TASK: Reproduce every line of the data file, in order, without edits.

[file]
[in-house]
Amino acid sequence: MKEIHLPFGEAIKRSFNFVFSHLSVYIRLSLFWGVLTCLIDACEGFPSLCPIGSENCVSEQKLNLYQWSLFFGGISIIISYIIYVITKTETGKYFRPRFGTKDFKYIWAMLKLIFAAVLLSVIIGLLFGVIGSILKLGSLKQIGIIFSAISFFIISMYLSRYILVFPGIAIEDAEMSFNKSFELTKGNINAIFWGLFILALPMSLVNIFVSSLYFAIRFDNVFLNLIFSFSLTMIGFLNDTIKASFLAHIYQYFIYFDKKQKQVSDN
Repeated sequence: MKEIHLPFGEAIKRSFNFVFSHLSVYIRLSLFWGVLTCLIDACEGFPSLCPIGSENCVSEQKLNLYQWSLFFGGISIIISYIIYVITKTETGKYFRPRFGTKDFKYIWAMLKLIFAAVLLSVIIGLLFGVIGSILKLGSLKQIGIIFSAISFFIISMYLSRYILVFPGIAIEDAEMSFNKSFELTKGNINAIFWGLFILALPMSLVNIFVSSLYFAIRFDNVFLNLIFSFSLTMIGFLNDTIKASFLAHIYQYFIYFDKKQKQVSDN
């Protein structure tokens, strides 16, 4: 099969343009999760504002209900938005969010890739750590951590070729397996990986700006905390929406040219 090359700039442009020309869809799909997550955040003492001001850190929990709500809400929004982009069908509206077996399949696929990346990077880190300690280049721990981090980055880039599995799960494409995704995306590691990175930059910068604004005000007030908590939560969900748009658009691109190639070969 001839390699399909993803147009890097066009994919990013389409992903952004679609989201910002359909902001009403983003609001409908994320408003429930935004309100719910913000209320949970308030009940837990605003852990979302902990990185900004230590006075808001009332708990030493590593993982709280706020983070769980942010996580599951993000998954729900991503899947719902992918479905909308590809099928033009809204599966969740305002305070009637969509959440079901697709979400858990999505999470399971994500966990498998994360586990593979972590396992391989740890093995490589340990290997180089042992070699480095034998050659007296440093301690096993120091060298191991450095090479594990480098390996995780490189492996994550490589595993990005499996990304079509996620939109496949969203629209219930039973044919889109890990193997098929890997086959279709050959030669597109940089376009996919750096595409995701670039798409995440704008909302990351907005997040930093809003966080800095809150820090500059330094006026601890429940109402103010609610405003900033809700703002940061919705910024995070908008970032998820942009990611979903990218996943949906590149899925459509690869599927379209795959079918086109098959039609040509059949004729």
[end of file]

[in-house]
Amino acid sequence: MKEIHLPFGEAIKRSFNFVFSHLSVYIRLSLFWGVLTCLIDACEGFPSLCPIGSENCVSEQKLNLYQWSLFFGGISIIISYIIYVITKTETGKYFRPRFGTKDFKYIWAMLKLIFAAVLLSVIIGLLFGVIGSILKLGSLKQIGIIFSAISFFIISMYLSRYILVFPGIAIEDAEMSFNKSFELTKGNINAIFWGLFILALPMSLVNIFVSSLYFAIRFDNVFLNLIFSFSLTMIGFLNDTIKASFLAHIYQYFIYFDKKQKQVSDN
Repeated sequence: MKEIHLPFGEAIKRSFNFVFSHLSVYIRLSLFWGVLTCLIDACEGFPSLCPIGSENCVSEQKLNLYQWSLFFGGISIIISYIIYVITKTETGKYFRPRFGTKDFKYIWAMLKLIFAAVLLSVIIGLLFGVIGSILKLGSLKQIGIIFSAISFFIISMYLSRYILVFPGIAIEDAEMSFNKSFELTKGNINAIFWGLFILALPMSLVNIFVSSLYFAIRFDNVFLNLIFSFSLTMIGFLNDTIKASFLAHIYQYFIYFDKKQKQVSDN
């Protein structure tokens, strides 16, 4: 099969343009999760504002209900938005969010890739750590951590070729397996990986700006905390929406040219 090359700039442009020309869809799909997550955040003492001001850190929990709500809400929004982009069908509206077996399949696929990346990077880190300690280049721990981090980055880039599995799960494409995704995306590691990175930059910068604004005000007030908590939560969900748009658009691109190639070969 001839390699399909993803147009890097066009994919990013389409992903952004679609989201910002359909902001009403983003609001409908994320408003429930935004309100719910913000209320949970308030009940837990605003852990979302902990990185900004230590006075808001009332708990030493590593993982709280706020983070769980942010996580599951993000998954729900991503899947719902992918479905909308590809099928033009809204599966969740305002305070009637969509959440079901697709979400858990999505999470399971994500966990498998994360586990593979972590396992391989740890093995490589340990290997180089042992070699480095034998050659007296440093301690096993120091060298191991450095090479594990480098390996995780490189492996994550490589595993990005499996990304079509996620939109496949969203629209219930039973044919889109890990193997098929890997086959279709050959030669597109940089376009996919750096595409995701670039798409995440704008909302990351907005997040930093809003966080800095809150820090500059330094006026601890429940109402103010609610405003900033809700703002940061919705910024995070908008970032998820942009990611979903990218996943949906590149899925459509690869599927379209795959079918086109098959039609040509059949004729």